Beyond that, there is the book club choice for May of The Vanishing Half by Brit Bennent , a novel about which I know very little other than it deals with issues of race and identity.

Somewhere in the mix there’ll be some translated fiction. And that’s as much planning as I want to do right now. We’ll see this time next month where my freewheeling reading took me and whether I manage to stick to the plan of pressing pause on reading events.



What do you need to know about me? 1. I'm from Wales which is one of the countries in the UK and must never be confused with England. 2. My life has always revolved around the written and spoken word. I worked as a journalist for nine years then in international corporate communications 3. My tastes in books are eclectic. I love realism and hate science fiction and science fantasy. 4. I am trying to broaden my reading horizons geographically by reading more books in translation

17 thoughts on “What I’m Reading: Episode 33, April 2021

  • Pingback: 10, 15, Or Maybe 20 Books Of Summer 2021? : BookerTalk

  • I haven’t been doing any reading events lately, though I did read a great book about Ireland and it would have been nice to participate. My bandwidth these days just feels limited, and one book club book a month is about what I can commit to. I’m glad you’re taking a little time off.

    • I haven’t even managed the book club choice this month. It’s not lack of desire to read, just can’t seem to find the time.. I hope things ease up for you.

    • I’m really enjoying it. She has clearly done a lot of research on the philosophy of that art movement though it feels a very natural part of the narrative.

  • I do agree that there are so many events – it can get in the way, but I’m glad you joined in with 1936 and I too try to read books I already have. Good luck with whatever comes next!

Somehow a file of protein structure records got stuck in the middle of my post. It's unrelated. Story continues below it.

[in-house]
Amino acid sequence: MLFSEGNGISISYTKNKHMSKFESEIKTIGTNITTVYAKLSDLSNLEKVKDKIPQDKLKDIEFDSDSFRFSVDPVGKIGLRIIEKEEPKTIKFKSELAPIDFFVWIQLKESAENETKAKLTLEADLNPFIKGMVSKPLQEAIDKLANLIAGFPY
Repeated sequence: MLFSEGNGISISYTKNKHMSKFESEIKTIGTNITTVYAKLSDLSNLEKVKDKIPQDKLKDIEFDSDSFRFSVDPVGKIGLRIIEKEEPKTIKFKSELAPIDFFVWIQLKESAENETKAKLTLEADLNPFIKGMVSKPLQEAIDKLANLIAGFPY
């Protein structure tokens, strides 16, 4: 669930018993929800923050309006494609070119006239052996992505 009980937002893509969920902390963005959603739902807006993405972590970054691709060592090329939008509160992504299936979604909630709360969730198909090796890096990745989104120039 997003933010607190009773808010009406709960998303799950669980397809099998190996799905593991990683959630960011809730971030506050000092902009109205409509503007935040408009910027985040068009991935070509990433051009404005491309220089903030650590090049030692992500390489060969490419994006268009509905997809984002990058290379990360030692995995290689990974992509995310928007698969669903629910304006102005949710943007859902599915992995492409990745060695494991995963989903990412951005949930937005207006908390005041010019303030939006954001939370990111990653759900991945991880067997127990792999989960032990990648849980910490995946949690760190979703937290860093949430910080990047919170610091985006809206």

• Haha – I know what you mean about blogging events, even though I love them and even hosted my own in March. But now I’m ready to read at whim.

    I was not planning to join the 1936 Club for that reason, but I ended up taking part by accident – I read a book that week (Young Men in Spats) and only afterward realized it was published in 1936! There were so many great books from that year, though, that it would not be hard to hit upon one by chance. The next date of 1976 turns up very few books I want to read.

  • Thank you for having my new book on your TBR list, Karen – I’m in wonderful company there!

    • My copy has just arrived from Honno so is now on the bedside table nestled up to Naomi Wood 🙂

  • I know how you feel – I am guilty of signing up for zoom book launches and then forgetting them, and also with my own reading plans couldn’t join in the 1936 Club.

    BTW – you may want to fix your typo in the Hiding Game – Naomi, not Natalie! 😀

    • Oh yes I’ve done that with online events so much this year. I suppose its because they’re so easy to sign up to that i over-reach myself especially when they are timed for around the hour of dinner preparation/eating. Thanks for catching that error. I kept typing Nathalie for some reason even when I knew it was Naomi. How odd

      • Made me giggle – you resurrected her! It is irritating that all the online events are at dinnertime.

  • I hope you enjoy The Hiding Game as much as I did, Karen. Meticulously researched and gripping, too.

  • tracybham

    I know what you mean. With reading books for Read Ireland, for 1936 Club, and then doing The Lonely Passion of Judith Hearne for the Bryan Moore at 100 read-along, which I haven’t reviewed yet, I feel overcommitted and ready to loosen up my reading. I am going to do a read along the The Mirror and the Light starting May 1, because I needed a push to get me started on that.

    • A readalong of the Mantel is a good idea – I loved the book but it took me almost three months to finish it because it’s so intense and such a slippery time frame and perspective that I had to re-read some passages to make sure I knew what was going on

  • Vanishing half was interesting with the theme of identity addressed on so many levels.